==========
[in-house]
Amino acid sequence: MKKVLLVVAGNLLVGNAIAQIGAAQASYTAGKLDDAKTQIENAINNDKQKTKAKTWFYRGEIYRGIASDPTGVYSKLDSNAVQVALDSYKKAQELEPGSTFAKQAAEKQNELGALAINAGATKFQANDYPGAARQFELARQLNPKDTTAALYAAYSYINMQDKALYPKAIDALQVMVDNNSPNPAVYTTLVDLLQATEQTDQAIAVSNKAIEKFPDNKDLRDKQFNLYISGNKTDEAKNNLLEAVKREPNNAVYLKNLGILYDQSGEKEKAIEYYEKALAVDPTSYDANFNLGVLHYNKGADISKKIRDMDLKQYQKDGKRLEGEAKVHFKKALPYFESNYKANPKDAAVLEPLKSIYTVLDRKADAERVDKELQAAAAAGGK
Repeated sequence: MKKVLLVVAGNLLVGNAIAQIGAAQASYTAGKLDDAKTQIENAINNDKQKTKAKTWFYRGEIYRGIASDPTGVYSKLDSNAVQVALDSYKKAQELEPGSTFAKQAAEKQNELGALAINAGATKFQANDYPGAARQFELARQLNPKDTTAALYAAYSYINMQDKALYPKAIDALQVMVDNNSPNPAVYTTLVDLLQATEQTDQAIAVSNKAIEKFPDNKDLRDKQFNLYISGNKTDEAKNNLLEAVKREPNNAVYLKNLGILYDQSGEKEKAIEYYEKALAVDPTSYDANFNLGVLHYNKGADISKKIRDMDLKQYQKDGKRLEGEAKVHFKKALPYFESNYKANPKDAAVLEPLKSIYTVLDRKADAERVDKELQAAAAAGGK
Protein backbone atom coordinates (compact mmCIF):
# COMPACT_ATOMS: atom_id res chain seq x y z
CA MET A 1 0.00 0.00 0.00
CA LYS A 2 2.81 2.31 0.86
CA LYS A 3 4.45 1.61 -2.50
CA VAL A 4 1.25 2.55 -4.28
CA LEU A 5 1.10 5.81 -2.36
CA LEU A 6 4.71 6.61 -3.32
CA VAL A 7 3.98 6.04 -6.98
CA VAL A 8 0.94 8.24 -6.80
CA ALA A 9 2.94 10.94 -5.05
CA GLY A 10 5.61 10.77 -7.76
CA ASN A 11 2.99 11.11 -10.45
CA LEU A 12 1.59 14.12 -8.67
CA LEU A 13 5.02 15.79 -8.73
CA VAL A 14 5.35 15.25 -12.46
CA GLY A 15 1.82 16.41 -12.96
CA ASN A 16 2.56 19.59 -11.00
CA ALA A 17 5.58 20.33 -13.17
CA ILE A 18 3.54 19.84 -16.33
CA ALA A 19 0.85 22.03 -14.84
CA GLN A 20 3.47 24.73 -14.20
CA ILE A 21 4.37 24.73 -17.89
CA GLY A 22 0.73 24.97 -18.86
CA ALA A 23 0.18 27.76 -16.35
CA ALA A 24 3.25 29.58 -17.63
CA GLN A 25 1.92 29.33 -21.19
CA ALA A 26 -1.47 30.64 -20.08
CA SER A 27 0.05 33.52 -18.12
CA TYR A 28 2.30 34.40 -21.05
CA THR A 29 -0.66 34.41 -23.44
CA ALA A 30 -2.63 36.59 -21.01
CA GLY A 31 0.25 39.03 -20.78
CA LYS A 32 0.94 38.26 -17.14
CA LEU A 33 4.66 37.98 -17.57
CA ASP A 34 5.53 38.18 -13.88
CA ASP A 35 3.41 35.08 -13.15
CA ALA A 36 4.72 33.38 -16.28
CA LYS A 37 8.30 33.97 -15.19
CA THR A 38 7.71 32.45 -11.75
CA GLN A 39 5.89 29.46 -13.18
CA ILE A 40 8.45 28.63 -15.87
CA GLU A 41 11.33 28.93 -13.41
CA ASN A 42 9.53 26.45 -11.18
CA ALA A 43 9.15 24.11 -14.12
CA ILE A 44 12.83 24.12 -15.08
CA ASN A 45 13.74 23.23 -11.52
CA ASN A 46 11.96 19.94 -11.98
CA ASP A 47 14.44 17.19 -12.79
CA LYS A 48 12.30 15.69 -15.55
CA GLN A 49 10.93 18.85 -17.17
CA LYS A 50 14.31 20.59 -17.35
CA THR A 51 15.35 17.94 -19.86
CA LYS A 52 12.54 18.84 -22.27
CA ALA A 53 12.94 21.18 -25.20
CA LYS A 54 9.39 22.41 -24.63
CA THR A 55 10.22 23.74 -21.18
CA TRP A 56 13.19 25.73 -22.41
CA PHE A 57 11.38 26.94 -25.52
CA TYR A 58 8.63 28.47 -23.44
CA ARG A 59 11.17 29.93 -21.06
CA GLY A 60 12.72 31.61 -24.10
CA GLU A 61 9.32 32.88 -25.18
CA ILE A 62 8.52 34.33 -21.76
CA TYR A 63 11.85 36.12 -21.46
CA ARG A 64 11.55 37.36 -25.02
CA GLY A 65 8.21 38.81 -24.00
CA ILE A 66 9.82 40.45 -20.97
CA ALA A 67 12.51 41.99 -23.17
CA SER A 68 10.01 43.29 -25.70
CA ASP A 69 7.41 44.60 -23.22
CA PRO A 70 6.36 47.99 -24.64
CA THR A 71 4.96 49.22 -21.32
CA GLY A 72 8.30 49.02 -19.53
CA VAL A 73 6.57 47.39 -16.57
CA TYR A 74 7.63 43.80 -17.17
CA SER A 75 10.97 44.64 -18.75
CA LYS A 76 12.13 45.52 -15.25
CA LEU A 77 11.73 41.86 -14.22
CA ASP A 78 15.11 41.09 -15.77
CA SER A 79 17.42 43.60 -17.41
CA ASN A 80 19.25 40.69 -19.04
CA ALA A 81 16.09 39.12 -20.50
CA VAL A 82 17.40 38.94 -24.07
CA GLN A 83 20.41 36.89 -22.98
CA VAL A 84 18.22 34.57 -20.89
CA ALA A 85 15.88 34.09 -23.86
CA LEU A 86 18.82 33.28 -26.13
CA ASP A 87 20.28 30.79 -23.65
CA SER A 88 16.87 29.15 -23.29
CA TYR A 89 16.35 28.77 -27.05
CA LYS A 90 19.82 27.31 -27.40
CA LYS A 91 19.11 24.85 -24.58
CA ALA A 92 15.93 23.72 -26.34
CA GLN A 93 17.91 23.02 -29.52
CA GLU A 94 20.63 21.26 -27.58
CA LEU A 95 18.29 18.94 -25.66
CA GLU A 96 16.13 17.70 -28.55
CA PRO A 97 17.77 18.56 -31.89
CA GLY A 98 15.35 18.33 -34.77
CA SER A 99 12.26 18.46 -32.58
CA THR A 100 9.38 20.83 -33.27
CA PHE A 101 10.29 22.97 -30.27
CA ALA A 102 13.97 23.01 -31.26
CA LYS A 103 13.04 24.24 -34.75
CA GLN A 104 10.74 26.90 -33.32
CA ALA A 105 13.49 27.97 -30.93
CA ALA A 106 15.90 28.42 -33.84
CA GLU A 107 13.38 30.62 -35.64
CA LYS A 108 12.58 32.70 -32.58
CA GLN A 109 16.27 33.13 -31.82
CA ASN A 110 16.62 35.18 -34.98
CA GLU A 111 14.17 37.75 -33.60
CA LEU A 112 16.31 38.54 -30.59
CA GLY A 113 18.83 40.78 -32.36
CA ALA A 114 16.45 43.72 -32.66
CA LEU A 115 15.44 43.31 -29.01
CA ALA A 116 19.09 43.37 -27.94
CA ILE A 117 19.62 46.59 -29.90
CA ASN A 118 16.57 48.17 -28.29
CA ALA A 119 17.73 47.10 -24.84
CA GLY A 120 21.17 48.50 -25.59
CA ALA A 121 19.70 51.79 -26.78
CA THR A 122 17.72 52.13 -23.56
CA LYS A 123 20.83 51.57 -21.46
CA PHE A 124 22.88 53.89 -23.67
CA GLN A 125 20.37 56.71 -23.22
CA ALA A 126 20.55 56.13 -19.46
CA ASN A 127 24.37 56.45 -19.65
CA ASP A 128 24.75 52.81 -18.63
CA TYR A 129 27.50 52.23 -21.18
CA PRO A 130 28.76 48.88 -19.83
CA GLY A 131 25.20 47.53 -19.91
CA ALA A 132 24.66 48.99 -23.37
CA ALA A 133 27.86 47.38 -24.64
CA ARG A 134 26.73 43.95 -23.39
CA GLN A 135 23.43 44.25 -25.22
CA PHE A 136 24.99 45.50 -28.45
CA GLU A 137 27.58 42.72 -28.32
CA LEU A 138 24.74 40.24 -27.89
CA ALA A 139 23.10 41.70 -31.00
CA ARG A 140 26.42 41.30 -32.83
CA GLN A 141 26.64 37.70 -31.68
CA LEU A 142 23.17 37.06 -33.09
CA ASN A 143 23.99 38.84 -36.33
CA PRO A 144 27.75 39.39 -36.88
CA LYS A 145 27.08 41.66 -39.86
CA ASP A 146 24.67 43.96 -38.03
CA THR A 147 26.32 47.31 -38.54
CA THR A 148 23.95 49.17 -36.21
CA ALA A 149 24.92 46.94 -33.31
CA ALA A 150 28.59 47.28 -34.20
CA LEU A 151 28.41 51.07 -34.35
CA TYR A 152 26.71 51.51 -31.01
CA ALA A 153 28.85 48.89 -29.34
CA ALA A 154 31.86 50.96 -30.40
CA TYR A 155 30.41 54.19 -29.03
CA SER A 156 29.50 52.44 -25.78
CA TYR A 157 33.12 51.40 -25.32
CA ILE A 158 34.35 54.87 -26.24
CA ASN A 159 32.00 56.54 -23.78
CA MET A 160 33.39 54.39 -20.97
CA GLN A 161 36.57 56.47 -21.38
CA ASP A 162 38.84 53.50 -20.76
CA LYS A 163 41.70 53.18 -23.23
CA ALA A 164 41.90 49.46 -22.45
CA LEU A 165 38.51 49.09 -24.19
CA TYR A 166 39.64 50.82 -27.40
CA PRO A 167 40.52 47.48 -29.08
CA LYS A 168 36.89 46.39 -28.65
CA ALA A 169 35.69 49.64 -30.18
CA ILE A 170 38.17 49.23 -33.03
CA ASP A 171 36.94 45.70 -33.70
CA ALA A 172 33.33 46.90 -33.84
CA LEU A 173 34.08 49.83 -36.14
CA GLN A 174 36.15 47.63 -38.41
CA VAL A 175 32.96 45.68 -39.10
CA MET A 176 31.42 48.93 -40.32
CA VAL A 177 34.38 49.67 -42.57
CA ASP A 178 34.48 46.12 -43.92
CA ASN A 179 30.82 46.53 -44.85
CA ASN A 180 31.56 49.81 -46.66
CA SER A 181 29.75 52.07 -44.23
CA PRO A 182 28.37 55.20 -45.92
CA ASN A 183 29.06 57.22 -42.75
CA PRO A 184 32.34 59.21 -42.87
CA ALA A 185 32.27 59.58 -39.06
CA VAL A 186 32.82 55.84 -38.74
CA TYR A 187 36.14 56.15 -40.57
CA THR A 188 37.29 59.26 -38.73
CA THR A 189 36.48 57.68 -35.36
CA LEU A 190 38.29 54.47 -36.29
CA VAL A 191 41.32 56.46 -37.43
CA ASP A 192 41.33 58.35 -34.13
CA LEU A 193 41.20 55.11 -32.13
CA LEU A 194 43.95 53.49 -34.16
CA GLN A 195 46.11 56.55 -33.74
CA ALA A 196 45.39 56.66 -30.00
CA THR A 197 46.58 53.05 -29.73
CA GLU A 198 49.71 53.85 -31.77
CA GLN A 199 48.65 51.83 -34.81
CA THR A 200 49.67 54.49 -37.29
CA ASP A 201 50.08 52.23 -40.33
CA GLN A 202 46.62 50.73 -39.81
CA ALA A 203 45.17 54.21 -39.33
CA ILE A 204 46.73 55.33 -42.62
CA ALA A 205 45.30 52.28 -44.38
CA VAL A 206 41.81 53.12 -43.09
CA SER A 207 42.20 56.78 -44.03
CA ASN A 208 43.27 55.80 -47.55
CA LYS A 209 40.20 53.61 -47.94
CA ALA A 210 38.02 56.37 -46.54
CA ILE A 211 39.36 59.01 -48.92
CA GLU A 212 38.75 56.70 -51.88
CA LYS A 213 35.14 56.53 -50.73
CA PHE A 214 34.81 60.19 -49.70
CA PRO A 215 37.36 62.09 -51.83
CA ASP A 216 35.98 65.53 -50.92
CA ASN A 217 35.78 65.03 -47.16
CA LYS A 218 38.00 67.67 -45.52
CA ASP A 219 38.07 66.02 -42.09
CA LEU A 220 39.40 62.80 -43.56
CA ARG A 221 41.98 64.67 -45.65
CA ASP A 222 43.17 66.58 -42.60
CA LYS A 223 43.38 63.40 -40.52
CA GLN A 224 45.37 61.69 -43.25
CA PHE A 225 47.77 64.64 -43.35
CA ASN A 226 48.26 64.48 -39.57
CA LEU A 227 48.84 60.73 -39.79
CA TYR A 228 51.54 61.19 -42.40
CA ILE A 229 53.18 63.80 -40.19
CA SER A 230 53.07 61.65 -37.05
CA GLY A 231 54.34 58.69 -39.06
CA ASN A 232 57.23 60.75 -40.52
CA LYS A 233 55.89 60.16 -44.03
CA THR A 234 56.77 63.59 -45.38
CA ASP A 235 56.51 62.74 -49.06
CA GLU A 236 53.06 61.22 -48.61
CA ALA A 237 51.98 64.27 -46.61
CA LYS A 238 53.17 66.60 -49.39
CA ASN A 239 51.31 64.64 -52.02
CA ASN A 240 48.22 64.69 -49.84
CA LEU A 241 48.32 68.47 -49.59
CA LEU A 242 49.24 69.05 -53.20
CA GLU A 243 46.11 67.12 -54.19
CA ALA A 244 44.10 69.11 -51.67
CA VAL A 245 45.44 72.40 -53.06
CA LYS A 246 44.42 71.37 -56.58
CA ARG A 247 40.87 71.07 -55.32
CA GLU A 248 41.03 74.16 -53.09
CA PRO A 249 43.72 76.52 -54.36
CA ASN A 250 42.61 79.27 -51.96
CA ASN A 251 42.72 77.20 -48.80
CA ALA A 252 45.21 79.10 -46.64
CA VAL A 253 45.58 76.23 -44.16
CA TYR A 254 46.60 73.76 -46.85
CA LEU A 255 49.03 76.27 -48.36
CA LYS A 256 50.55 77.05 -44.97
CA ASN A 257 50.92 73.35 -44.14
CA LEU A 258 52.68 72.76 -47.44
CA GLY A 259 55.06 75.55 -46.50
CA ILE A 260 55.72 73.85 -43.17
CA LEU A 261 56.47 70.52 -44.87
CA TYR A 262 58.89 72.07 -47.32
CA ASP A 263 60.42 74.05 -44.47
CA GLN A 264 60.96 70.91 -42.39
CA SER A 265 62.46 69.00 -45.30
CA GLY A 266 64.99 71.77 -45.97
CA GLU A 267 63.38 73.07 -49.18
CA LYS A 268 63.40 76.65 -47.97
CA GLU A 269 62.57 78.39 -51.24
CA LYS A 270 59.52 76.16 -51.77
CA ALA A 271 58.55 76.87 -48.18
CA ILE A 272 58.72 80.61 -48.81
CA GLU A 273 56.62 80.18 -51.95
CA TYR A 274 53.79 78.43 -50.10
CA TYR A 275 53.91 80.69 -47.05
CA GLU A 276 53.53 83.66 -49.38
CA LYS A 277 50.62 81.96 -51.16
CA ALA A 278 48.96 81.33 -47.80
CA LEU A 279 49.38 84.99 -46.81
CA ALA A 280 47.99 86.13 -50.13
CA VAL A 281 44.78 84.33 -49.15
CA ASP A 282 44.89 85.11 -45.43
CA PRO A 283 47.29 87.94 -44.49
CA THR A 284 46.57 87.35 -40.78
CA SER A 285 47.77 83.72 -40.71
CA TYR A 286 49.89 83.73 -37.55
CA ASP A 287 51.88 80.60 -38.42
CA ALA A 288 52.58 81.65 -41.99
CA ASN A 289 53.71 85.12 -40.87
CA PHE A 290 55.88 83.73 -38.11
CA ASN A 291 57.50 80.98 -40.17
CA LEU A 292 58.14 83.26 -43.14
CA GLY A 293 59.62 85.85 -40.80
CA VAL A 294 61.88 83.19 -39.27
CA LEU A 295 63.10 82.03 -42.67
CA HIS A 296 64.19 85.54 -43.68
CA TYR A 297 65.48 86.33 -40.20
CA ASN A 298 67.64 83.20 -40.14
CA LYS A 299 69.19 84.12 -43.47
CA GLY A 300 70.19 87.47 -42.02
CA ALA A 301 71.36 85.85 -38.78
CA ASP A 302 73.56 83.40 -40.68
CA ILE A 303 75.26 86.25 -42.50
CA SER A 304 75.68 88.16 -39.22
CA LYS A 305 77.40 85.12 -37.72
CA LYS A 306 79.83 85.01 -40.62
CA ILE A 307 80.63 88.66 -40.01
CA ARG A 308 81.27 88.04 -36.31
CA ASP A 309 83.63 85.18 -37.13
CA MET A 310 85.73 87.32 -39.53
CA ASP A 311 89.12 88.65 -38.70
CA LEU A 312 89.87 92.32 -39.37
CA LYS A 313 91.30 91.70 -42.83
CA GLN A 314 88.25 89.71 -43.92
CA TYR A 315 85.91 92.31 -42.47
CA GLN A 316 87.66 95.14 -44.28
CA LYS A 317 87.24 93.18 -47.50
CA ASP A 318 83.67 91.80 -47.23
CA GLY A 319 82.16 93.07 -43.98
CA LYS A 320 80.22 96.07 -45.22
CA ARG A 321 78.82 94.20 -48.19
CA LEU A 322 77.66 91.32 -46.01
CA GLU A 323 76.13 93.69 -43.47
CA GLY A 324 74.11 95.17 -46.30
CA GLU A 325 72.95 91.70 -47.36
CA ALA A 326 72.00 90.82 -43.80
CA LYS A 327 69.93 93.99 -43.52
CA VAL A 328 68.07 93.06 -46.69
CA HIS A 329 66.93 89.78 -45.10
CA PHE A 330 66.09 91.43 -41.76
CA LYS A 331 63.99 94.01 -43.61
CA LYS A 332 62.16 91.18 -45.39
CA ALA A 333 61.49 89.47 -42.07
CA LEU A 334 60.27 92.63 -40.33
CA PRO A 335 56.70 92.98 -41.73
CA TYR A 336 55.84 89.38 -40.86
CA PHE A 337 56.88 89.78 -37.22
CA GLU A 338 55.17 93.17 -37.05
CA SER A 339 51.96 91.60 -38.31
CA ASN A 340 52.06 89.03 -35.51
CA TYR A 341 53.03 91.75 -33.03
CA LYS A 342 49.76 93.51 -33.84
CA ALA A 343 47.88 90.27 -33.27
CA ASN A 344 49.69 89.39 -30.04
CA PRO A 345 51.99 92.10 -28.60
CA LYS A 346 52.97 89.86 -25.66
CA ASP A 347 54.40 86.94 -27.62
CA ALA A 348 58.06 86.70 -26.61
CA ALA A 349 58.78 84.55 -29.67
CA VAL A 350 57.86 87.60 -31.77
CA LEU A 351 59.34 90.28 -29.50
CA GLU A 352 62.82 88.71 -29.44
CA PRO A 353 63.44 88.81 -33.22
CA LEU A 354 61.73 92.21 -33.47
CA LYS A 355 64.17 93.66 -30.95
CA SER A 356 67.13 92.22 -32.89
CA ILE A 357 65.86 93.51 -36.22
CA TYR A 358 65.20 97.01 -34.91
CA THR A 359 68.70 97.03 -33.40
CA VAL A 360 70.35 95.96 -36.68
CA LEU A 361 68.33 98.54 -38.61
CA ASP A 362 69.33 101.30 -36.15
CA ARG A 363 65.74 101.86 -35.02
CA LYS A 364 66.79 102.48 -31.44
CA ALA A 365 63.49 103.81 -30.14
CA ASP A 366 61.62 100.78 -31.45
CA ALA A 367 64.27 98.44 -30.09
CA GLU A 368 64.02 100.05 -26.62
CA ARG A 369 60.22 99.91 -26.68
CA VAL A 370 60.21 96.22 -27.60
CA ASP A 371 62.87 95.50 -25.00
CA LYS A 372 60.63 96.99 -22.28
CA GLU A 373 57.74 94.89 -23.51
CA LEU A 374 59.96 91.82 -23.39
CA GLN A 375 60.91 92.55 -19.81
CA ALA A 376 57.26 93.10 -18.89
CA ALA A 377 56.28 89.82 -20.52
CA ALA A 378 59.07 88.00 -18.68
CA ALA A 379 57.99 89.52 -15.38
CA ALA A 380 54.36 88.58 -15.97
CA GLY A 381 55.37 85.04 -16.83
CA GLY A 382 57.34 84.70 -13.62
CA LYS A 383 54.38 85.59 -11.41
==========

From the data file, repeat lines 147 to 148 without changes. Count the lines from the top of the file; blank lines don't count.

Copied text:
CA LEU A 142 23.17 37.06 -33.09
CA ASN A 143 23.99 38.84 -36.33